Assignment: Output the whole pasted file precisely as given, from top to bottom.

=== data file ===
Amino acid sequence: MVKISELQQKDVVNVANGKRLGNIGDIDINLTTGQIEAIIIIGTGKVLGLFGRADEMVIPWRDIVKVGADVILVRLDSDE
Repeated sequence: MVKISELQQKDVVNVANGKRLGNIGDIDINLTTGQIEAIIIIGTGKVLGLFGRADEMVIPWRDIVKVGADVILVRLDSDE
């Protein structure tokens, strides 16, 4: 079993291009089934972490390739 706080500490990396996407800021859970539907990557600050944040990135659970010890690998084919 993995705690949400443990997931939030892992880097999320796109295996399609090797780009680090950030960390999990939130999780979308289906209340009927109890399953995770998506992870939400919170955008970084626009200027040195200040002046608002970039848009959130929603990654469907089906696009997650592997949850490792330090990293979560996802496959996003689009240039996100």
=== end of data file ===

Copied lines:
Amino acid sequence: MVKISELQQKDVVNVANGKRLGNIGDIDINLTTGQIEAIIIIGTGKVLGLFGRADEMVIPWRDIVKVGADVILVRLDSDE
Repeated sequence: MVKISELQQKDVVNVANGKRLGNIGDIDINLTTGQIEAIIIIGTGKVLGLFGRADEMVIPWRDIVKVGADVILVRLDSDE
């Protein structure tokens, strides 16, 4: 079993291009089934972490390739 706080500490990396996407800021859970539907990557600050944040990135659970010890690998084919 993995705690949400443990997931939030892992880097999320796109295996399609090797780009680090950030960390999990939130999780979308289906209340009927109890399953995770998506992870939400919170955008970084626009200027040195200040002046608002970039848009959130929603990654469907089906696009997650592997949850490792330090990293979560996802496959996003689009240039996100």